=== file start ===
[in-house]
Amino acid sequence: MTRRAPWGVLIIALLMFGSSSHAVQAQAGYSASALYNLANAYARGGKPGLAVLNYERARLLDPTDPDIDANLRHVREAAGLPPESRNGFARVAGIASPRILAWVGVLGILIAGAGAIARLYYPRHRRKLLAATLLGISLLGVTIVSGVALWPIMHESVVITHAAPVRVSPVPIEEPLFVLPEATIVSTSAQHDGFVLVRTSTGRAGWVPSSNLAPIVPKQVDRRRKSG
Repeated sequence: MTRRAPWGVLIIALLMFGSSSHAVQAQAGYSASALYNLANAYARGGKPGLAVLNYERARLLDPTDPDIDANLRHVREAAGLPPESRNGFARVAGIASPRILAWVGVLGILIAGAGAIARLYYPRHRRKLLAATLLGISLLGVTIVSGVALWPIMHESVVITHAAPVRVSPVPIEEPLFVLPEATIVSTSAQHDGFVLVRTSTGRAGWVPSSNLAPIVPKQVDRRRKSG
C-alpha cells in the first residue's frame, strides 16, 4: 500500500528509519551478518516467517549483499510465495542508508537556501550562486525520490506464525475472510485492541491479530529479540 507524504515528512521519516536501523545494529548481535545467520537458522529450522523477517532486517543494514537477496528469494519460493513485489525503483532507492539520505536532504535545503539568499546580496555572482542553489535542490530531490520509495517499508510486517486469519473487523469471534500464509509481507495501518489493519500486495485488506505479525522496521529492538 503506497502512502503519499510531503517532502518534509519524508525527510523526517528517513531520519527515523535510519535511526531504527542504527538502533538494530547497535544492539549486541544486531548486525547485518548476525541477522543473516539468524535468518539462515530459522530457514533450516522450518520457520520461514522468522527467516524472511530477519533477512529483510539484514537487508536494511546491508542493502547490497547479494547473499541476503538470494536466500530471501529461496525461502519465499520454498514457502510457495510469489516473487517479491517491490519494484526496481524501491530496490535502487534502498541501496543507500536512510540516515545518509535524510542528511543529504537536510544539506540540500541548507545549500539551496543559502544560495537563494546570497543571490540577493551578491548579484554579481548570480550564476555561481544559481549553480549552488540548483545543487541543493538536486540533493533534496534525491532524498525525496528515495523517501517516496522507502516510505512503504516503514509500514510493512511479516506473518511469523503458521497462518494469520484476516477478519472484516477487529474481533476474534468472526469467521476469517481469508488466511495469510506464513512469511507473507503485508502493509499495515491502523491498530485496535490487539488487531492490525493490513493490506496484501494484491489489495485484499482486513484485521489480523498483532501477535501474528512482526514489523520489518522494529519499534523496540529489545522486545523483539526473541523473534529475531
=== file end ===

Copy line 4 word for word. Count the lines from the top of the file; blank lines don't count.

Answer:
C-alpha cells in the first residue's frame, strides 16, 4: 500500500528509519551478518516467517549483499510465495542508508537556501550562486525520490506464525475472510485492541491479530529479540 507524504515528512521519516536501523545494529548481535545467520537458522529450522523477517532486517543494514537477496528469494519460493513485489525503483532507492539520505536532504535545503539568499546580496555572482542553489535542490530531490520509495517499508510486517486469519473487523469471534500464509509481507495501518489493519500486495485488506505479525522496521529492538 503506497502512502503519499510531503517532502518534509519524508525527510523526517528517513531520519527515523535510519535511526531504527542504527538502533538494530547497535544492539549486541544486531548486525547485518548476525541477522543473516539468524535468518539462515530459522530457514533450516522450518520457520520461514522468522527467516524472511530477519533477512529483510539484514537487508536494511546491508542493502547490497547479494547473499541476503538470494536466500530471501529461496525461502519465499520454498514457502510457495510469489516473487517479491517491490519494484526496481524501491530496490535502487534502498541501496543507500536512510540516515545518509535524510542528511543529504537536510544539506540540500541548507545549500539551496543559502544560495537563494546570497543571490540577493551578491548579484554579481548570480550564476555561481544559481549553480549552488540548483545543487541543493538536486540533493533534496534525491532524498525525496528515495523517501517516496522507502516510505512503504516503514509500514510493512511479516506473518511469523503458521497462518494469520484476516477478519472484516477487529474481533476474534468472526469467521476469517481469508488466511495469510506464513512469511507473507503485508502493509499495515491502523491498530485496535490487539488487531492490525493490513493490506496484501494484491489489495485484499482486513484485521489480523498483532501477535501474528512482526514489523520489518522494529519499534523496540529489545522486545523483539526473541523473534529475531